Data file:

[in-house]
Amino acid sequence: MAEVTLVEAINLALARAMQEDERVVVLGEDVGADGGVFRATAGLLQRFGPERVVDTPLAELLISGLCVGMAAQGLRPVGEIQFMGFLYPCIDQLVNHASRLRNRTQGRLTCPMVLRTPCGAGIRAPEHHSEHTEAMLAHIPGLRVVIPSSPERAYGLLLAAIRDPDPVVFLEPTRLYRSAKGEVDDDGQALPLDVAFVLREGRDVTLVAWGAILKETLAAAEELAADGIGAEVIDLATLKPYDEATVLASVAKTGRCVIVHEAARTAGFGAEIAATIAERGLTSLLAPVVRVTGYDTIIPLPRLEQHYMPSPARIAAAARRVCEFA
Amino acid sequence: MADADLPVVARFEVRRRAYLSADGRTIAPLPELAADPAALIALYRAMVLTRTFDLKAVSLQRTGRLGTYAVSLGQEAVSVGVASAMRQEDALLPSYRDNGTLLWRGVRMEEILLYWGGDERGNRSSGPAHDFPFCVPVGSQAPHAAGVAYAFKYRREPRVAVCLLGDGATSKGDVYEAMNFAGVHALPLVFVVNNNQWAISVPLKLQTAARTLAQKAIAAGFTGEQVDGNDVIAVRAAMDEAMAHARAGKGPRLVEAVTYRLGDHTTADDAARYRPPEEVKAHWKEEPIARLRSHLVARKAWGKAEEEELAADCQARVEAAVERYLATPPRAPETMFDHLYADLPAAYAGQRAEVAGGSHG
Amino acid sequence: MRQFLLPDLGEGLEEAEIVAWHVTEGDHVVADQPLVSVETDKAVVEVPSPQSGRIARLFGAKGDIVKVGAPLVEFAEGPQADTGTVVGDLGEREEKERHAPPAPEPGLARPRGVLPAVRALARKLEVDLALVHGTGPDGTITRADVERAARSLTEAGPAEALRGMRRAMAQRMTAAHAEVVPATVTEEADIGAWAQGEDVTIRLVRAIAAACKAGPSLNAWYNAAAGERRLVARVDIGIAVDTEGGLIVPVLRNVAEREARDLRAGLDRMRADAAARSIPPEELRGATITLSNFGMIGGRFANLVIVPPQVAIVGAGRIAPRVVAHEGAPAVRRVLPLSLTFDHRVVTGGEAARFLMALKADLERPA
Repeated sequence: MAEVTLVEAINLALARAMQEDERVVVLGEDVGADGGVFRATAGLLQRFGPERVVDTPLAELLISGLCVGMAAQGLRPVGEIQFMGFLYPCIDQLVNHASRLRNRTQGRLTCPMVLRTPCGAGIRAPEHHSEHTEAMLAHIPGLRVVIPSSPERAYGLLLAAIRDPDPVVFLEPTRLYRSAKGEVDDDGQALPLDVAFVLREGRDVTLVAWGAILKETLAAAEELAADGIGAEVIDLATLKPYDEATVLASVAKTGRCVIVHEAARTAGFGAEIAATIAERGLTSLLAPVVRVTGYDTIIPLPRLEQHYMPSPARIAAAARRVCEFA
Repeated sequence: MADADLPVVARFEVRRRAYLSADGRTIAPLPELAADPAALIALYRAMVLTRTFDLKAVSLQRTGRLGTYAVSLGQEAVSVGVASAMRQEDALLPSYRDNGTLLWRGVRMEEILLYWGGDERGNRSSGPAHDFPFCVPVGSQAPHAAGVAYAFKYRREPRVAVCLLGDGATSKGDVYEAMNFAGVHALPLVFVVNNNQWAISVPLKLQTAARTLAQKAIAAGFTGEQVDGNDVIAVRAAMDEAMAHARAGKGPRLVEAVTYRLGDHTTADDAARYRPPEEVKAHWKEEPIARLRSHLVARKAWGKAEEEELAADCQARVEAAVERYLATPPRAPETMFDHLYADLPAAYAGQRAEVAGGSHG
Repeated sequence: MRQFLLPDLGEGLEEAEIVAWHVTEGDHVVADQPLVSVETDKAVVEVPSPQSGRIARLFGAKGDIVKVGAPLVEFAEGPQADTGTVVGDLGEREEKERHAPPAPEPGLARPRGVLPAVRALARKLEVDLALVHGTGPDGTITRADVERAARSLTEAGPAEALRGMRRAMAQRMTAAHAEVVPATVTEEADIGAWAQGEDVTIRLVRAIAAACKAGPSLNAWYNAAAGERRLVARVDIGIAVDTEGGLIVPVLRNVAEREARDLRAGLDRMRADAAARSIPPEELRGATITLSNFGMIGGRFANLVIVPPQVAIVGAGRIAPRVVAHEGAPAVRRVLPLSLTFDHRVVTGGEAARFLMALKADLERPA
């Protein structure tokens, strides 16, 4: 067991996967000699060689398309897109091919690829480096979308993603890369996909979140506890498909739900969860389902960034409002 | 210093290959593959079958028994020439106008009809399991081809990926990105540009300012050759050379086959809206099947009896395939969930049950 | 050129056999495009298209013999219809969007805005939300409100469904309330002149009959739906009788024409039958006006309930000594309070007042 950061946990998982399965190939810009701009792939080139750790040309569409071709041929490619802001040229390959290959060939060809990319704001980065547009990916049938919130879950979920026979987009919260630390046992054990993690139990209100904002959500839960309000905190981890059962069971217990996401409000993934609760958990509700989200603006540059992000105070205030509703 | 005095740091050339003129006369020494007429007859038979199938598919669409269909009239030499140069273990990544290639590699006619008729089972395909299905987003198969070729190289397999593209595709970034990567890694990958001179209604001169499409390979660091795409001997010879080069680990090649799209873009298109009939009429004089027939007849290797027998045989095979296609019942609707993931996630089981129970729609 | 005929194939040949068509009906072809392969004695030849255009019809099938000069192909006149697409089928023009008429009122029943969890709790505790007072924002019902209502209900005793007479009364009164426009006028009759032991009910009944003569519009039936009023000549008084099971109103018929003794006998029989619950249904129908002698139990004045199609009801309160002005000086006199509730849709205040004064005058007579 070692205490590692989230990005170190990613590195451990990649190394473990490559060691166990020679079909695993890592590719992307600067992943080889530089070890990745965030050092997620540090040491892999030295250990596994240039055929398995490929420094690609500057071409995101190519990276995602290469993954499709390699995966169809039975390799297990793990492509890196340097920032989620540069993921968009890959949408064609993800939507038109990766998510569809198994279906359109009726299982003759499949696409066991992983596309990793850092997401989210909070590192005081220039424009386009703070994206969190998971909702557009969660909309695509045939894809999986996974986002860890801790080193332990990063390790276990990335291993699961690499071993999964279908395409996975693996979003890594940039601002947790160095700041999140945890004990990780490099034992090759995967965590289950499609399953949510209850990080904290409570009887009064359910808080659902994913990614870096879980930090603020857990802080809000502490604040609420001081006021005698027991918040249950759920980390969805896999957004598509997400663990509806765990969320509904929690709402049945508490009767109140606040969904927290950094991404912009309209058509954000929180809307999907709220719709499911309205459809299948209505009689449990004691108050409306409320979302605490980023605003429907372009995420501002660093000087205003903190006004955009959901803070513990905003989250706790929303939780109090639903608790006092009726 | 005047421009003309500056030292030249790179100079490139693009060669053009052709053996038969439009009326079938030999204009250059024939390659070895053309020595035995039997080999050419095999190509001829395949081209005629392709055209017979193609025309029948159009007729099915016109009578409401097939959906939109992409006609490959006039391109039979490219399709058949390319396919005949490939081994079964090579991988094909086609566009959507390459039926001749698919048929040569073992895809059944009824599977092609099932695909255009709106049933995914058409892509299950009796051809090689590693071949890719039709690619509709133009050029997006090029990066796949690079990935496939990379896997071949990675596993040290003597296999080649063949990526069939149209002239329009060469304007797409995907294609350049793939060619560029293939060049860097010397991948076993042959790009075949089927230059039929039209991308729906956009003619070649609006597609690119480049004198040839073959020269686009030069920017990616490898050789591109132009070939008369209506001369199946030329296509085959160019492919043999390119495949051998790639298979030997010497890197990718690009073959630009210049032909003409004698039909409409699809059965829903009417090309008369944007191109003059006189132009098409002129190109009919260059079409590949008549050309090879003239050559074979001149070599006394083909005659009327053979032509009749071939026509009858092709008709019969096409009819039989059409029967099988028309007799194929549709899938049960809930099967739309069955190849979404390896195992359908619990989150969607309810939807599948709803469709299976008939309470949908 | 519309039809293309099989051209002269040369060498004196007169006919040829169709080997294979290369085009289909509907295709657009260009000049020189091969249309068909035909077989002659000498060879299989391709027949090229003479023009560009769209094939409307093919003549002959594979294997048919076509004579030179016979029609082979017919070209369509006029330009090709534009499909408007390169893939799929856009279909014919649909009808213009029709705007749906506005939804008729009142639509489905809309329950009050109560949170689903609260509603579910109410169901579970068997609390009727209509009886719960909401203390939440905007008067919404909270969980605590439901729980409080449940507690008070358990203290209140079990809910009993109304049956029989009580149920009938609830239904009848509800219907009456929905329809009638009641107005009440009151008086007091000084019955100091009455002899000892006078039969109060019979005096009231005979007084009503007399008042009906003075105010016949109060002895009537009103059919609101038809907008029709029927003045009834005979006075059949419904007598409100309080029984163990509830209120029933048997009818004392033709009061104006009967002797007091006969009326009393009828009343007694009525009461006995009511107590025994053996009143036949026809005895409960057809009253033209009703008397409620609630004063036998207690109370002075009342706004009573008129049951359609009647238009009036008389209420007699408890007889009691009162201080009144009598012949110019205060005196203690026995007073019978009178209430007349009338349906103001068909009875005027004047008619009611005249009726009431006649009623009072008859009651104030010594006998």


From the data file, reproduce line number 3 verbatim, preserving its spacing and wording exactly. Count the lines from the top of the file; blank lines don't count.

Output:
Amino acid sequence: MADADLPVVARFEVRRRAYLSADGRTIAPLPELAADPAALIALYRAMVLTRTFDLKAVSLQRTGRLGTYAVSLGQEAVSVGVASAMRQEDALLPSYRDNGTLLWRGVRMEEILLYWGGDERGNRSSGPAHDFPFCVPVGSQAPHAAGVAYAFKYRREPRVAVCLLGDGATSKGDVYEAMNFAGVHALPLVFVVNNNQWAISVPLKLQTAARTLAQKAIAAGFTGEQVDGNDVIAVRAAMDEAMAHARAGKGPRLVEAVTYRLGDHTTADDAARYRPPEEVKAHWKEEPIARLRSHLVARKAWGKAEEEELAADCQARVEAAVERYLATPPRAPETMFDHLYADLPAAYAGQRAEVAGGSHG